How I (Sort of) Became a Pinball Wizard After Getting Tips From a Champion
A world-beating pinball player attempts to make me a master of the game.
Pinball has been around since the 1930s, mixing bright lights, loud sounds, and a high level of dexterity to create one of the most enduring entertainments of all time. While the popularity of the game has waxed and waned down the decades from its pinnacle in the 1970s and ’80s, to a relative nadir in the early 2000s, there remain a devoted (and growing) number of pros who continue to be masters of pinball.
But what kind of skill and/or sorcery does it take to become a pinball wizard? How good could I get in, say, an afternoon? To find out, I met up with world champion pinball player Bowen Kerins, who has been playing competitively for 23 years and took out the Professional and Amateur Pinball Association world championship in 1994, 2005, and 2013.
Every pinball machine is different, but Kerins gave me a few general tips on how to become a better player. The first: pay attention to where you want the ball to go. Most players, when they step up to a game of pinball, focus almost entirely on not losing their ball. But as Kerins sagely advises, that’s an exercise in futility: “You will lose the ball. Everyone will lose the ball, every time.”
By focusing on something you want to hit instead, you end up actively seeking higher scores instead of just letting it happen. In addition, you will have a better chance of triggering some cool effect—depending on the machine.
In terms of flipper control, Kerins suggested learning how to “catch” the ball. This entails bringing it to a stop in the crux of an upturned flipper. Then, says Kerins,“you can pause, you can figure out your timing, and then make a decision.” A more advanced option for better shot-targeting is to transfer the ball from one flipper to another, using them as little ramps.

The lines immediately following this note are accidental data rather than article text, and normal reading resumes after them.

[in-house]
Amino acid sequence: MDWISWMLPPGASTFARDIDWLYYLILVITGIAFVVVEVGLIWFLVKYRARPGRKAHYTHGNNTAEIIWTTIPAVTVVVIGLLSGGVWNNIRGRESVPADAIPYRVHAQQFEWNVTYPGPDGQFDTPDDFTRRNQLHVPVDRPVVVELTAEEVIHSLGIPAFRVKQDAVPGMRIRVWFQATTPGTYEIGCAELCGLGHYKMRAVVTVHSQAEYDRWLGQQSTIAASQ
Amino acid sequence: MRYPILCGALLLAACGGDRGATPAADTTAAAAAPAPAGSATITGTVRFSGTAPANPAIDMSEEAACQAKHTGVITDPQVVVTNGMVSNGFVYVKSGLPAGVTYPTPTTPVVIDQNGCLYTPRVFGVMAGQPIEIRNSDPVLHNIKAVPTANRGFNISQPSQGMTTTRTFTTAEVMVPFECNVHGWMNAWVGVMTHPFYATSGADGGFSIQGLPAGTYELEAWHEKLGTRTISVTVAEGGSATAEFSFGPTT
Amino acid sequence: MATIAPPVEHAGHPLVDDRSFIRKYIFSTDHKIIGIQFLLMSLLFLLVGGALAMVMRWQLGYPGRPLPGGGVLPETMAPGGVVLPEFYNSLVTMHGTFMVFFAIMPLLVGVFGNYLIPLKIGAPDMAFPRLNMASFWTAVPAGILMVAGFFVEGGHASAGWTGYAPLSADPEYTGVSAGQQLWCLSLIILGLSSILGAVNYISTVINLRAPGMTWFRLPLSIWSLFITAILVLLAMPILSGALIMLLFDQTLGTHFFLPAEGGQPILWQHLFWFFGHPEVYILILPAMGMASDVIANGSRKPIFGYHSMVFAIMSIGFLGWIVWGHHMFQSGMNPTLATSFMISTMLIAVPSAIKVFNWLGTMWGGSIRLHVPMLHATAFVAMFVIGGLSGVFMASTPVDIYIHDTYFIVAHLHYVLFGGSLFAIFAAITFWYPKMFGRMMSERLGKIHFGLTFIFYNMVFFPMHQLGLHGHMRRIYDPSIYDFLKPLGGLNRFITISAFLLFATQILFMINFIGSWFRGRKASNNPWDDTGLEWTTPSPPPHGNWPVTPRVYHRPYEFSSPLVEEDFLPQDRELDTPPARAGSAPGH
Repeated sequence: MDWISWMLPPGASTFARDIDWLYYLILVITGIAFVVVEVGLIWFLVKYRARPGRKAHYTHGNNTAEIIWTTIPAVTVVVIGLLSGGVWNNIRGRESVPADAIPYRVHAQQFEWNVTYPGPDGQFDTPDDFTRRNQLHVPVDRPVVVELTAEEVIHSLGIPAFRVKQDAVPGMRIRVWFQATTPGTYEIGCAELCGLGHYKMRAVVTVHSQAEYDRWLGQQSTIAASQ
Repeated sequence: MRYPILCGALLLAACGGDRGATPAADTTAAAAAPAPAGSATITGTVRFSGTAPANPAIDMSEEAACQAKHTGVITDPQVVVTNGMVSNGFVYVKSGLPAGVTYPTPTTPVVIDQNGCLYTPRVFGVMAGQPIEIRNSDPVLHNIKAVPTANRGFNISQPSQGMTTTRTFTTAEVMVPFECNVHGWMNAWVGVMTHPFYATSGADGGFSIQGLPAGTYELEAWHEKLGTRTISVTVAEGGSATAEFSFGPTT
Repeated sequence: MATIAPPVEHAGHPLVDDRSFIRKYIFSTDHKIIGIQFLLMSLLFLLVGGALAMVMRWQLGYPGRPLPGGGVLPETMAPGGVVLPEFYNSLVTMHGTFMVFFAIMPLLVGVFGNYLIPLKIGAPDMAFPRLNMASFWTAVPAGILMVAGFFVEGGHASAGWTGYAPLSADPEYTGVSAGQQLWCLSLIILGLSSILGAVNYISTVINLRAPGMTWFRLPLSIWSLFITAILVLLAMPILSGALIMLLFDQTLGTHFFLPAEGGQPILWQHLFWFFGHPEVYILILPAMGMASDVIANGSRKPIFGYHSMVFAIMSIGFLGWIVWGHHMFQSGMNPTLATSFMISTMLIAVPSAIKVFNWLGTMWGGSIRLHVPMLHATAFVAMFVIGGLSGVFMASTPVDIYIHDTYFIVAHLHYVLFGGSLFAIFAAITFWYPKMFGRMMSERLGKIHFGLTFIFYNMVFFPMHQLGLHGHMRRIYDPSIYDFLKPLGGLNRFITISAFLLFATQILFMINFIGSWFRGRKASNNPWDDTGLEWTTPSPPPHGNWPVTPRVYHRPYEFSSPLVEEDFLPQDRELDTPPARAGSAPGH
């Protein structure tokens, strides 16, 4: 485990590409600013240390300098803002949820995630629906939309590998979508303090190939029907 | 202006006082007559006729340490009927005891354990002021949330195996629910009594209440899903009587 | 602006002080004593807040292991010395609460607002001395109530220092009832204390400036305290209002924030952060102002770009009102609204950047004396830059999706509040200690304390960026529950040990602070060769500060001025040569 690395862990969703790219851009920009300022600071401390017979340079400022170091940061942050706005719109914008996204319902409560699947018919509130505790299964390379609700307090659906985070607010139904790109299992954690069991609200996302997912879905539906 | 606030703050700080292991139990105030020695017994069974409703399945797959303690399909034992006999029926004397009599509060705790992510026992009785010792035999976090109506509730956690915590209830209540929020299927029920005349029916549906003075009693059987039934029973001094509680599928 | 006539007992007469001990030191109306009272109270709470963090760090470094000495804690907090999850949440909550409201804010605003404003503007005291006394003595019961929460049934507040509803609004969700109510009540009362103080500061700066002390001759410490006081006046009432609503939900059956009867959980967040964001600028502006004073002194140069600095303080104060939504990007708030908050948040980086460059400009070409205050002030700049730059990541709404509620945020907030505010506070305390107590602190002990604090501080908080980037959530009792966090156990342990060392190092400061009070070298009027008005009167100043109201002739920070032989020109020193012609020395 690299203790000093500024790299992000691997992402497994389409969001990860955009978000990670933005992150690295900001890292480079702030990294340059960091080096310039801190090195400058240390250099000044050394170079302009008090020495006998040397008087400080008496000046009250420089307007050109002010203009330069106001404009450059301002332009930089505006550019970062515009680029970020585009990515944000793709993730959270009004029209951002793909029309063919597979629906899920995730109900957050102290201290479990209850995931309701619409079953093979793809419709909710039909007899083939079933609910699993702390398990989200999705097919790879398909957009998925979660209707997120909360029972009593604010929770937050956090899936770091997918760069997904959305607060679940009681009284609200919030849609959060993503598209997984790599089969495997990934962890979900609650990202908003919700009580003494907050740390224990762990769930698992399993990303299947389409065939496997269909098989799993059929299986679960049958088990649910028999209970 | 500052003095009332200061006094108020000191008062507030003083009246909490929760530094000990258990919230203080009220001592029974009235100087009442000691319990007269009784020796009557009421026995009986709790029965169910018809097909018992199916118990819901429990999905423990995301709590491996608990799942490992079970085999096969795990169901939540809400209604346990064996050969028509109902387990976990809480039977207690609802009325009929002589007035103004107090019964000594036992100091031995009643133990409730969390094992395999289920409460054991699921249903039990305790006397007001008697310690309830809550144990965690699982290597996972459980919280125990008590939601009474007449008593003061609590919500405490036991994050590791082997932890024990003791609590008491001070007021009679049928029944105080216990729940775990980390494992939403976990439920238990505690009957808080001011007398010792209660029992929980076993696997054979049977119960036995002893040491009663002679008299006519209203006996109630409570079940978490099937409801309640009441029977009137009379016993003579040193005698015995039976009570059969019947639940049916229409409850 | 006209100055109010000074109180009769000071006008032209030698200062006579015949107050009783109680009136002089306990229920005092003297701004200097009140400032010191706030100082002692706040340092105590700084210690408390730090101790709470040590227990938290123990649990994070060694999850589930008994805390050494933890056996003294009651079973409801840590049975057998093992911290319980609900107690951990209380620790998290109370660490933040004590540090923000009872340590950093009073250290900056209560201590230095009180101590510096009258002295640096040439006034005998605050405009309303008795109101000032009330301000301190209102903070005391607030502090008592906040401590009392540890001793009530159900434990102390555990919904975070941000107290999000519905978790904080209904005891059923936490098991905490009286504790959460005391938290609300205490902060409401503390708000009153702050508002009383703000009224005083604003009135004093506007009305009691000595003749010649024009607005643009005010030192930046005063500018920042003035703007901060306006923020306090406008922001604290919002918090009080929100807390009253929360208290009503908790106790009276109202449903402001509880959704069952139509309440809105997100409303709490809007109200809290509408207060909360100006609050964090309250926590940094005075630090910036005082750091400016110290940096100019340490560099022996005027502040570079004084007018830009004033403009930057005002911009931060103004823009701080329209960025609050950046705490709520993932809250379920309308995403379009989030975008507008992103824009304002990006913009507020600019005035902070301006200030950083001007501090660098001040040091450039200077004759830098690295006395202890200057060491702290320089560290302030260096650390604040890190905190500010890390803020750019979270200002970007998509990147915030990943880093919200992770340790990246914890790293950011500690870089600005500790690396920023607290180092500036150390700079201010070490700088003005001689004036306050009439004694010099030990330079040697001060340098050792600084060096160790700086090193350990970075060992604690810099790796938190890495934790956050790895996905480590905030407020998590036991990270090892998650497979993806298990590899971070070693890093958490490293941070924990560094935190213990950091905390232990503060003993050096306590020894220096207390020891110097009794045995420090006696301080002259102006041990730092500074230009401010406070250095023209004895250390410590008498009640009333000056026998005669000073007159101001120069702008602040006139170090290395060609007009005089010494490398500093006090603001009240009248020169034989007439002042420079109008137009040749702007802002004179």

At that deadly moment in any game when the ball is shooting straight down the center, most players just start jamming on both flippers. This is not the best approach. “You can actually lose track of the ball in the in-between,” says Kerins. “Sometimes you can actually hit the ball up into the other flipper that happens to still be up. Then you bonk out.”
The key to avoiding this is to never hit both flippers at the same time, always keeping at least one up. There is also a more extreme maneuver called a “slap save,” that involves hitting the flipper button so hard that you nudge the game, moving the ball towards the flipper. Surprisingly, this is a tournament legal move. “In my opinion, in a tournament, if the ball goes down the middle, there is almost always something you could have done about it,” says Kerins.
One last tip: Pay attention to the machine. “The game wants to tell you what to do through its effects,” says Kerins. “If lights are flashing, it usually means something good will happen by shooting that shot.” Sometimes more tantalizing shots are more risky, but they are almost always worth higher points.
With these tips given, Kerins and I went to Brooklyn pinball mecca Sunshine Laundromat to test my new (theoretical) skills. We opted to focus on Kerins’ favorite machine, the pinball game based on the 1994 Alec Baldwin pulp movie The Shadow. The game is notable for its two dagger-shaped (technically, phurba-shaped) lane-splitters at the top of the two major ramps. These can be turned from side to side using extra buttons below the flipper buttons, directing the ball down one of two lanes on each ramp. “It’s really hard,” says Kerins. “The shots are fast and tight, and there aren’t very many ways to save a ball once it’s out of control. A lot of people die very quickly on it.” Sounds like the perfect testing ground.